June 21, 2021
Decided June 21, 2021
Goldman Sachs Group Inc. v. Arkansas Teacher Retirement System, No. 20-222
Today, the Supreme Court held 8-1 that the Second Circuit must clarify its reasoning in its certification of a securities class action against Goldman Sachs, and held 6-3 that the defendant bears the burden of persuasion when attempting to rebut the “fraud on the market” presumption.
Goldman Sachs was sued under the securities laws for making statements suggesting that it did not have any conflicts of interest in the management of its mortgage business. The plaintiffs sought to certify a class of investors in Goldman stock and invoked the “fraud on the market” presumption, recognized in Basic Inc. v. Levinson, 485 U.S. 224 (1988), to show that every class member relied on Goldman’s alleged misrepresentations in buying or selling at the market price. Goldman tried to rebut this presumption of reliance by pointing to the generic nature of its challenged statements (e.g., “Integrity and honesty are at the heart of our business”). As Goldman saw it, no investors could have truly relied on such statements in buying their shares because the statements were too generic to impact the stock’s price. The district court rejected that argument and certified the class.
The Second Circuit initially reversed the class-certification order and remanded, after which the district court recertified the class; the Second Circuit then affirmed that second certification order. The Second Circuit held that the generic nature of the statements was irrelevant at the class-certification stage, and instead should be litigated at trial.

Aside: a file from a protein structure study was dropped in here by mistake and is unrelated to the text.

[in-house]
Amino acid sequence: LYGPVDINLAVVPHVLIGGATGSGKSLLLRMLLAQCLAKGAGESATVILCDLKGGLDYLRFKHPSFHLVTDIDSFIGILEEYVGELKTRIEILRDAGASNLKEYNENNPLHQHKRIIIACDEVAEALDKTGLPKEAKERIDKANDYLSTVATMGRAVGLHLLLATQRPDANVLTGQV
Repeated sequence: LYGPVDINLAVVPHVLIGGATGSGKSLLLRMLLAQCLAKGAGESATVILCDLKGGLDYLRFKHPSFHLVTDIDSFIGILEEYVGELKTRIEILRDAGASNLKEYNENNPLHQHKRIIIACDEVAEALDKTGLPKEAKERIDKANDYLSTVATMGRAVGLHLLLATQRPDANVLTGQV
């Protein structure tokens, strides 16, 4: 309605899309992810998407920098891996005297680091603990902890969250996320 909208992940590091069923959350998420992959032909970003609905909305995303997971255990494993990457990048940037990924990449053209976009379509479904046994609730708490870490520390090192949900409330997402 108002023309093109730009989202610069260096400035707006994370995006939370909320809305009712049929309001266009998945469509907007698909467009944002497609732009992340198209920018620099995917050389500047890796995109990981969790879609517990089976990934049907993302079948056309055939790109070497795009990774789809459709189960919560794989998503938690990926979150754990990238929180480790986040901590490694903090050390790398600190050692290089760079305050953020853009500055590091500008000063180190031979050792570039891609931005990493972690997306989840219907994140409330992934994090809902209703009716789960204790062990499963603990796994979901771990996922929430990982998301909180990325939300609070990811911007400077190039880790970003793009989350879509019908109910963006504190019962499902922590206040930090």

Can a defendant in a securities class action rebut the presumption of classwide reliance recognized in Basic by arguing that the statements were too generic to have had any impact on the price of the security?
Does a defendant seeking to rebut the Basic presumption with evidence of a lack of price impact bear only the burden of production or also the ultimate burden of persuasion?
A court should consider the generic nature of the statements at the class certification stage, and the Second Circuit must clarify on remand whether it in fact did so here.
The defendant bears the ultimate burden of persuasion when attempting to rebut the Basic presumption.
“The generic nature of a misrepresentation often will be important evidence of a lack of price impact, particularly in cases proceeding under the inflation maintenance theory.”
Justice Barrett, writing for the Court
What It Means:
The Court’s opinion is available here.
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|Monica K. Loseman
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